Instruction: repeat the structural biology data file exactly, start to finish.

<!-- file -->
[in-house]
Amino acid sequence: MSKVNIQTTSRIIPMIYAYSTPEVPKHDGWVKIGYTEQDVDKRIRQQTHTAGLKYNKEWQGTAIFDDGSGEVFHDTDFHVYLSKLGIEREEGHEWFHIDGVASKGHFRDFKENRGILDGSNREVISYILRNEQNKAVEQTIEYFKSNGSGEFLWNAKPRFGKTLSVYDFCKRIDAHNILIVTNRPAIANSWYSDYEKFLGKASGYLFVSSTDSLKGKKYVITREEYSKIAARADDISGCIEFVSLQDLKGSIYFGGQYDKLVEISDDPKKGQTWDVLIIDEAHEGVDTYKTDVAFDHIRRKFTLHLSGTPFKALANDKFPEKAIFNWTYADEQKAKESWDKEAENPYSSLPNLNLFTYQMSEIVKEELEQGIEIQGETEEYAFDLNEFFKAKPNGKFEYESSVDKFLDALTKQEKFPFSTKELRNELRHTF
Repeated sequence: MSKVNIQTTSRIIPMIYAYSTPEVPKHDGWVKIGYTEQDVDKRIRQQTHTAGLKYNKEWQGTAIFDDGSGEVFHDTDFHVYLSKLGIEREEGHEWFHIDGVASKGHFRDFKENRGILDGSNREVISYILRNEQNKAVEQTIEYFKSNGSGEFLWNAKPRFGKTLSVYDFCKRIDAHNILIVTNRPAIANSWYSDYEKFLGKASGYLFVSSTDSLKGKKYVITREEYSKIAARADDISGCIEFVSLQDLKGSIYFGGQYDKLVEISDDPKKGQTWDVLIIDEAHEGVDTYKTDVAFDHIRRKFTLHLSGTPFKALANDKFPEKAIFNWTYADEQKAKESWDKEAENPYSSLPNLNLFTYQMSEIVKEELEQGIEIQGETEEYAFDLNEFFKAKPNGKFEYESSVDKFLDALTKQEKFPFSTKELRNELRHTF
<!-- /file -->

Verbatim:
[in-house]
Amino acid sequence: MSKVNIQTTSRIIPMIYAYSTPEVPKHDGWVKIGYTEQDVDKRIRQQTHTAGLKYNKEWQGTAIFDDGSGEVFHDTDFHVYLSKLGIEREEGHEWFHIDGVASKGHFRDFKENRGILDGSNREVISYILRNEQNKAVEQTIEYFKSNGSGEFLWNAKPRFGKTLSVYDFCKRIDAHNILIVTNRPAIANSWYSDYEKFLGKASGYLFVSSTDSLKGKKYVITREEYSKIAARADDISGCIEFVSLQDLKGSIYFGGQYDKLVEISDDPKKGQTWDVLIIDEAHEGVDTYKTDVAFDHIRRKFTLHLSGTPFKALANDKFPEKAIFNWTYADEQKAKESWDKEAENPYSSLPNLNLFTYQMSEIVKEELEQGIEIQGETEEYAFDLNEFFKAKPNGKFEYESSVDKFLDALTKQEKFPFSTKELRNELRHTF
Repeated sequence: MSKVNIQTTSRIIPMIYAYSTPEVPKHDGWVKIGYTEQDVDKRIRQQTHTAGLKYNKEWQGTAIFDDGSGEVFHDTDFHVYLSKLGIEREEGHEWFHIDGVASKGHFRDFKENRGILDGSNREVISYILRNEQNKAVEQTIEYFKSNGSGEFLWNAKPRFGKTLSVYDFCKRIDAHNILIVTNRPAIANSWYSDYEKFLGKASGYLFVSSTDSLKGKKYVITREEYSKIAARADDISGCIEFVSLQDLKGSIYFGGQYDKLVEISDDPKKGQTWDVLIIDEAHEGVDTYKTDVAFDHIRRKFTLHLSGTPFKALANDKFPEKAIFNWTYADEQKAKESWDKEAENPYSSLPNLNLFTYQMSEIVKEELEQGIEIQGETEEYAFDLNEFFKAKPNGKFEYESSVDKFLDALTKQEKFPFSTKELRNELRHTF